Tuesday, July 21, 2009

People First Language

People First Language is a concept where people use a thoughtful and considered way of talking about people with disabilities. It is also considered polite and respectful.

Typical people have learned many things form people with disabilities. It has only been in the past roughly 20 years that people with disabilities have consistently been living to retirement age. Surprisingly one of the things we have learned by people with disabilities approaching old age is that they consider their disability as only part of who they are. Just like a hobby or job or any other role they may have in life.

After all I do not want to be only known by some of my characteristics. How much fun would it be to only be known at that short grey headed square lady with glasses! I am so much more than that and so is my child. She likes animals, she works, she likes to go to the local soccer games, and she happens to have autism.

The technique of using People First Language is to put the person first and them the disability. An example is the child with autism, not the autistic child. Another example is the man who uses a wheelchair for mobility, not the wheelchair bound man.

Another benefit of people with disabilities aging has been changes in the fabric of government agencies. Many federal and state agencies are now required to use People First Language. People with disabilities have risen to different levels in agencies and have made their mark at least in the way they are referred to.

One of the tales of how People First Language was started goes back to World War I. After that war and other wars some veterans returned home with various degrees of disability. It is believed that men would be on streets with their hat in their hands asking for help. People passing would throw a few coins into the cap, hence the term handi-capped. Later people took exception to the term handicapped especially when applied to people. Even later came People First terminology.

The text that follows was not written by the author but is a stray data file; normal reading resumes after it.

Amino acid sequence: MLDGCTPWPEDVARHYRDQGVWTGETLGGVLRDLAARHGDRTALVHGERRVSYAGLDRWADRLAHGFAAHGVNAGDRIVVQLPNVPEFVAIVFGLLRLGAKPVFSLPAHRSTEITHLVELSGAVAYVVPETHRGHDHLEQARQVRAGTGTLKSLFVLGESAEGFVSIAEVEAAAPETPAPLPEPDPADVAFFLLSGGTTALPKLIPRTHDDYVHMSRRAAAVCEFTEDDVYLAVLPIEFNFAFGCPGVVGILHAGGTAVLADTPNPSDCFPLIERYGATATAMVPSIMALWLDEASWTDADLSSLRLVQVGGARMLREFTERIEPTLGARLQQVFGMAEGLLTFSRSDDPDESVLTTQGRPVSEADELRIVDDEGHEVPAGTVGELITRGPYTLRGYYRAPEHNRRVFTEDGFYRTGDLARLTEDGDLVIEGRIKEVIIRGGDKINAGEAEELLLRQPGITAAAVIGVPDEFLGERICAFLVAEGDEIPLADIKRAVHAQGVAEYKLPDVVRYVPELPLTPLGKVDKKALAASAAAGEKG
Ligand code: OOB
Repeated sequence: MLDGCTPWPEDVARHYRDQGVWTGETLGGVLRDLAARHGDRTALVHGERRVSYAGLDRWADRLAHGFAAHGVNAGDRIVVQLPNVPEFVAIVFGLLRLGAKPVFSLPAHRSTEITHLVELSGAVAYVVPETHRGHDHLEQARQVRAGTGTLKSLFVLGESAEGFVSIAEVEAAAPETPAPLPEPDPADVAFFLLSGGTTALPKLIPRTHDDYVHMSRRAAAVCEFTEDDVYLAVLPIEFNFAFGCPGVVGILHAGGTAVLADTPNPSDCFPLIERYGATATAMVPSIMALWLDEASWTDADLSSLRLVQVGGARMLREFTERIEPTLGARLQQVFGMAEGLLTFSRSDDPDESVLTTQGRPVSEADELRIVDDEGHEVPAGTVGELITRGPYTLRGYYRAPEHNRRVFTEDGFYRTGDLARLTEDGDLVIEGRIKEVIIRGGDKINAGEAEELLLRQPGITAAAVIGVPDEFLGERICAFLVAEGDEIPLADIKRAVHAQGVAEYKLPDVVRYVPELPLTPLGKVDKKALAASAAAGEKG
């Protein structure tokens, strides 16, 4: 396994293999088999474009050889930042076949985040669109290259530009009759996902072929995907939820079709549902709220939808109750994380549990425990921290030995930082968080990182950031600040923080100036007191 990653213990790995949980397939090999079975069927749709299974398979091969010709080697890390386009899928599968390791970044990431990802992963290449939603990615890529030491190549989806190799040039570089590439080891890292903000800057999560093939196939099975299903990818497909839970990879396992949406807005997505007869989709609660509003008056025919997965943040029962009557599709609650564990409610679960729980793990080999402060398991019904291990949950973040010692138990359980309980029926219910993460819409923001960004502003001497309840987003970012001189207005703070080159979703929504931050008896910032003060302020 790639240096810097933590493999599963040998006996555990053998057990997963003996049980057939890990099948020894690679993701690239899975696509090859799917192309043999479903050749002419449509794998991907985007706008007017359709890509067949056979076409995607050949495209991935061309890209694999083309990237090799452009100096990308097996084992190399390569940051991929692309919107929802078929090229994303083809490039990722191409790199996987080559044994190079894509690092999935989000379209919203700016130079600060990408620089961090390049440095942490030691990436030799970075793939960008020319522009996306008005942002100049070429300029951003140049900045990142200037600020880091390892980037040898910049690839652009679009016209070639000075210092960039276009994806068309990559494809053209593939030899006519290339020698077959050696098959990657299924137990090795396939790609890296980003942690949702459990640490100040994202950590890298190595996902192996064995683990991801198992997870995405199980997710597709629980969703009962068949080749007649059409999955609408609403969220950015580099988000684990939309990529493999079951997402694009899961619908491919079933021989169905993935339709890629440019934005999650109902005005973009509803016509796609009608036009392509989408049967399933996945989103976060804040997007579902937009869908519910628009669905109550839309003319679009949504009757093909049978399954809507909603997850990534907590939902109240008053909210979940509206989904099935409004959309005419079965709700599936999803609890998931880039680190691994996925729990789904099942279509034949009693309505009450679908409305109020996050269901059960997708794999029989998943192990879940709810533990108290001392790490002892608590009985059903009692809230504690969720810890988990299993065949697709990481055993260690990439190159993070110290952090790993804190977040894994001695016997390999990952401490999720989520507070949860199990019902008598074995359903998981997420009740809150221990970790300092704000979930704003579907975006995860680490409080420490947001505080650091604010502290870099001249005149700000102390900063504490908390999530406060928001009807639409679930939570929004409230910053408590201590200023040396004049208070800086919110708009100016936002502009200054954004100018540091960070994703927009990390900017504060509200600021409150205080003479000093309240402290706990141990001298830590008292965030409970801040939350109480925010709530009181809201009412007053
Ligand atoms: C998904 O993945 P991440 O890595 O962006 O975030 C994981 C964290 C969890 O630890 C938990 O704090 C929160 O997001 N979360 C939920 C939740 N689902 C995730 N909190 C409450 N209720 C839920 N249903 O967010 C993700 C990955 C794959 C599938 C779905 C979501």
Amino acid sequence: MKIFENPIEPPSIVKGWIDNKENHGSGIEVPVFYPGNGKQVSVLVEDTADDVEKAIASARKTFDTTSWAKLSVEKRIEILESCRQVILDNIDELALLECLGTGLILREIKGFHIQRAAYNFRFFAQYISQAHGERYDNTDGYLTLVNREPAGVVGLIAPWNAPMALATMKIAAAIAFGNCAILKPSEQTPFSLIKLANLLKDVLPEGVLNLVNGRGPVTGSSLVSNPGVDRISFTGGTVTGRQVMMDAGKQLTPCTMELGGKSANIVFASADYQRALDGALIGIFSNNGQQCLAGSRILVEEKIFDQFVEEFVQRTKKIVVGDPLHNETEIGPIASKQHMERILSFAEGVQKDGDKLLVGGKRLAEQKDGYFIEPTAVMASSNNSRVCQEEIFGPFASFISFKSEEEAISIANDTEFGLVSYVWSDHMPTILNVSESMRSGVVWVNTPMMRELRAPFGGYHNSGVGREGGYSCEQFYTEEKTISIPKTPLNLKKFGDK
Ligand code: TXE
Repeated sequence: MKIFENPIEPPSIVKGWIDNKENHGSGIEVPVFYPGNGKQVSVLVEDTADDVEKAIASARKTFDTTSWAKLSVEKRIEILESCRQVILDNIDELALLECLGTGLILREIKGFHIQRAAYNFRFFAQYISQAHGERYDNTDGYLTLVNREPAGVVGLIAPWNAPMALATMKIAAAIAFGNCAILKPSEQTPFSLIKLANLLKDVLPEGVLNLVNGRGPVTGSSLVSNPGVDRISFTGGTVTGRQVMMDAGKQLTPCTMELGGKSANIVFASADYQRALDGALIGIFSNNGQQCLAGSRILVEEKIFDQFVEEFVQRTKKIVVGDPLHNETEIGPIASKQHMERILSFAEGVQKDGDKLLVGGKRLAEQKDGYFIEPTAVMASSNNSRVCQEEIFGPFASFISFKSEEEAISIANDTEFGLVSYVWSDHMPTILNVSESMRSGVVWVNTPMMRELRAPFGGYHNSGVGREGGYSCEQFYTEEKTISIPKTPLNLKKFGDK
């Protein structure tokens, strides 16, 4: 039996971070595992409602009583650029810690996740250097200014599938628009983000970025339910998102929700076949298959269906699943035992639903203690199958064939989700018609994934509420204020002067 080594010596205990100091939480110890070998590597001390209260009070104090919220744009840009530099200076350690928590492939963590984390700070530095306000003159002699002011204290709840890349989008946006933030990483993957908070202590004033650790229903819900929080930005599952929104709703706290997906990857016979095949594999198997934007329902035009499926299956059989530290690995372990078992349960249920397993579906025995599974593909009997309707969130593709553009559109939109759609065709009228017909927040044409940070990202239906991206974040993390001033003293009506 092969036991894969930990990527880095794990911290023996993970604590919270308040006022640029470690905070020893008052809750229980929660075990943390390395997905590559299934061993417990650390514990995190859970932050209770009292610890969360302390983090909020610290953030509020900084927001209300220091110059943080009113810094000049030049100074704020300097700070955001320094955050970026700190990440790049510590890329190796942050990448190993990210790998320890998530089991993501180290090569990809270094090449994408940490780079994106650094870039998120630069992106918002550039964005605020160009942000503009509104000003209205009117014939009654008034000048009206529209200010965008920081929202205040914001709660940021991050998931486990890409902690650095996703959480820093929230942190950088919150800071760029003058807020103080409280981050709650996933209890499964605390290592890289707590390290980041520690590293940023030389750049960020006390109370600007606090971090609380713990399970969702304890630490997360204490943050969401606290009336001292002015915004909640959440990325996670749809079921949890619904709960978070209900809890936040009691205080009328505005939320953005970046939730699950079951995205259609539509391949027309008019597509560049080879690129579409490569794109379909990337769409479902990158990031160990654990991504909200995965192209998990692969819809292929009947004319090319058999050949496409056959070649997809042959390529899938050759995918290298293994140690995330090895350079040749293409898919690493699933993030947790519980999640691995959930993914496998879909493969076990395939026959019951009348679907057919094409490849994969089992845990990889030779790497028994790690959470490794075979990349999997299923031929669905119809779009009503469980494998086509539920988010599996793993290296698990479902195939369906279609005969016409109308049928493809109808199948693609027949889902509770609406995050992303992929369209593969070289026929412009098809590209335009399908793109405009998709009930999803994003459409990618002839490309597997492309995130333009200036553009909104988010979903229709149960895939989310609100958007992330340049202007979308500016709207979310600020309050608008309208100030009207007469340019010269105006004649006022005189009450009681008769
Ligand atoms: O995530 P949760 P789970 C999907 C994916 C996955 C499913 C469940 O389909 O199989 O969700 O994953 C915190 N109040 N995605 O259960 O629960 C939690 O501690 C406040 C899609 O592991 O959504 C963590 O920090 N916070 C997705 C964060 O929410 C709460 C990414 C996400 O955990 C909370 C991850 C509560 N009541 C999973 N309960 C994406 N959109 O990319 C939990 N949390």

As the parent of a child with autism and also a person who works in the system I choose to use People First Language. Not everyone I come into contact makes the same choice. Some of the parents I run into do not know or understand the concept.

At first I have to admit that I would get upset. I suppose as I have gotten older I have developed a different outlook. Modeling People Fist Language without being upset has been very effective. Some parents even automatically start using that way of speaking about their children. With professionals and other parents I wait till I know them better. Then I choose a good time to mention I want to talk about it. To date I have never gotten a bad response with this technique. As a matter of fact some of the professionals I know consciously work at it and ask me for help!

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